Interest rates have risen during the last half of 2013, with a typical 30-year mortgage carrying a 4.5 percent interest rate. But many homeowners still carry higher-interest mortgages from before the financial crisis. Now that home prices have risen, you might be able to refinance for the first time, and many homeowners have used lower rates to cut hundreds from their mortgage payment or shift to a shorter-term 15-year mortgage to pay off their debt faster.
Too many people never update their insurance coverage to deal with changes in their coverage needs, whether it comes from changes in family status for life insurance, health conditions for health-care or long-term care insurance, or even what types of property you own for homeowners' insurance. Don't wait for disaster to strike; check with your insurer or agent to see if your current coverage meets your needs.
In the past, investors had to pay hundreds or even thousands of dollars just to make a simple stock purchase. Now, though, the rise of discount brokers, low-fee index funds and exchange-traded funds, and freely available investment news and advice have made it silly to spend large amounts to get access to the financial markets. If you're still paying your broker too much to invest, look into alternatives that can help you avoid cutting serious money out of your retirement nest egg.
Everyone likes a tax break, and one of the best ones for you to use involves making contributions to a tax-favored retirement account. By putting money in an IRA or 401(k), you can reduce your current taxable income and save on your taxes while also preparing for the future. With 401(k)s, your employer might even chip in a bit on your behalf. Even when times are tough, finding even small amounts to save can put time on your side and make a big difference down the road.
Many investors found out the hard way this year that bonds aren't as safe as they thought, with some major bond funds posting double-digit percentage losses in 2013. Despite those losses, bonds still carry substantial risk in 2014, with many calling for imminent interest-rate hikes that would erode their value further. Even now, bond rates are so low that they don't compensate you much for their risk.
In contrast to bonds, stocks have soared in 2013. That has some investors finally piling into the market for the first time since 2008 and 2009, while others remain shell-shocked from the massive losses they incurred back then during the financial crisis. Even with the Dow Jones Industrials (^DJI) and other major market benchmarks near all-time record highs, it makes sense to have some stock exposure in your portfolio. Just don't go overboard in the false belief that gains of 20 percent and 30 percent will happen every year.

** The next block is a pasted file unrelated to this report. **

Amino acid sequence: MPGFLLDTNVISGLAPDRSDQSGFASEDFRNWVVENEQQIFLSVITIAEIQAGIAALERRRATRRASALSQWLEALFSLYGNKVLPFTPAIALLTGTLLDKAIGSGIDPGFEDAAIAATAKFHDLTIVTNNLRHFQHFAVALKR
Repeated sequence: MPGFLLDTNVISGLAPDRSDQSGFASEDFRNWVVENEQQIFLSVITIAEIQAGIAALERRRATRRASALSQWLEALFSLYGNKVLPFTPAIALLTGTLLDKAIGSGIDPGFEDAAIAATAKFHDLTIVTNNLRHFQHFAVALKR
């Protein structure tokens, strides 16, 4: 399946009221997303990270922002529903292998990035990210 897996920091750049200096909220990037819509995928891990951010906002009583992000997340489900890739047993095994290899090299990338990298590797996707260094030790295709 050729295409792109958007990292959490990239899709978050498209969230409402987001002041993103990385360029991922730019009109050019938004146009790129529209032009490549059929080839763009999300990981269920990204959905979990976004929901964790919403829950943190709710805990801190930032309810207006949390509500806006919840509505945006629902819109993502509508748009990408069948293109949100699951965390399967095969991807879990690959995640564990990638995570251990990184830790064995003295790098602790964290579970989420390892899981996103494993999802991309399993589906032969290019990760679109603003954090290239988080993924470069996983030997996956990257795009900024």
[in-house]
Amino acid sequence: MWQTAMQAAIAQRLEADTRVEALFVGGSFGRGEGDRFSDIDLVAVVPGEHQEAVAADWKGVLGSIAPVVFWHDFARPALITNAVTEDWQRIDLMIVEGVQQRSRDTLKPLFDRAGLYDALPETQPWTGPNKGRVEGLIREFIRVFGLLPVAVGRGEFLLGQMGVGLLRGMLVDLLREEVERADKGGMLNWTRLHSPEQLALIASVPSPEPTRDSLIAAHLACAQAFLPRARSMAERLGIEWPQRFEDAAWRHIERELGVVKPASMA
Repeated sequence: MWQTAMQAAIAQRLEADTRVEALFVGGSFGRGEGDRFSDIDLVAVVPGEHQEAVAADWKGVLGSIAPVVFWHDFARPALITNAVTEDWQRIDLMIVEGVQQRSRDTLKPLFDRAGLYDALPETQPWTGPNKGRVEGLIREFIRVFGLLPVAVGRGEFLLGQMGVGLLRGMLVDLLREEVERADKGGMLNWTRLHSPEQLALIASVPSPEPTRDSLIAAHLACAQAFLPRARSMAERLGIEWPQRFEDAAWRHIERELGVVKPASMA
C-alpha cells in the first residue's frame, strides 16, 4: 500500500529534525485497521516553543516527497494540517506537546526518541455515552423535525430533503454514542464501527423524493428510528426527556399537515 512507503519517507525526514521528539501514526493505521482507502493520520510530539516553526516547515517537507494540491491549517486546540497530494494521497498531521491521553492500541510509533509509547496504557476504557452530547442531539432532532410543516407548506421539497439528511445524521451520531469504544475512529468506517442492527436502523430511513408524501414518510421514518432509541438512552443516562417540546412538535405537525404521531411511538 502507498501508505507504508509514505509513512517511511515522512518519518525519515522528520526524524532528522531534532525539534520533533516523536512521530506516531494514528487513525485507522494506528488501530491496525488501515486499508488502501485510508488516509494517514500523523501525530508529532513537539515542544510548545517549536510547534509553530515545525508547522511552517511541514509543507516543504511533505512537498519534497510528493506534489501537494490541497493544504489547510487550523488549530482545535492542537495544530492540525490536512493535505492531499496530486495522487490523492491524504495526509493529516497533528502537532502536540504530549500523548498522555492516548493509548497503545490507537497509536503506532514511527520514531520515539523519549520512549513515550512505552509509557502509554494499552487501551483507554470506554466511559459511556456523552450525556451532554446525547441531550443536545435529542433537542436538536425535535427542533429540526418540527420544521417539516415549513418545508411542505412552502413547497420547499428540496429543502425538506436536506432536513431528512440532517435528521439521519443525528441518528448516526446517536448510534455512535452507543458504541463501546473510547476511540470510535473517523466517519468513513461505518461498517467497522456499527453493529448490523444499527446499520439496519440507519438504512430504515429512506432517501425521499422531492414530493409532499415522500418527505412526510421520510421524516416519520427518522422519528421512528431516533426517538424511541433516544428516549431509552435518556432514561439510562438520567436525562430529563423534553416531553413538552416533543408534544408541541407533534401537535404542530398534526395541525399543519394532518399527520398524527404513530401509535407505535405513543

If you pay full price for just about anything these days, you're paying too much. The rise of deep-discount stores has led to falling prices at stores and shopping malls. Moreover, online tools like coupon sites, daily-deal offers, discounted gift cards, and cash-back credit-card deals can cut your costs as well. With all these tools, you won't find many situations in which you have no chance of getting a bargain on the items you want.
In the past, many young adults focused on getting into as strong a college as they could, figuring that their degree would pay them enough to make up for the costs they incurred. With college graduates facing a more challenging job environment than ever, smart students are thinking about college costs before they make a decision on a school. By maximizing financial aid and looking at lower-tuition schools with nearly as strong educational quality, you can avoid creating a big debt hole that you'll struggle with for years into the future.
If you don't have a will, a power of attorney for financial and health-care matters, and an advance directive to tell medical professionals whether you want certain life-preserving measures taken if something happens to you, then you're putting your family at risk. Many people don't have even these basic estate-planning documents, but getting them in place is easier and less expensive than most believe. Get your affairs taken care of in 2014 and save your loved ones some big future hassles.
Resolving to be more financially astute and to avoid common mistakes will help you get your finances in order more quickly. These tips should give you more money to help you meet all your financial goals.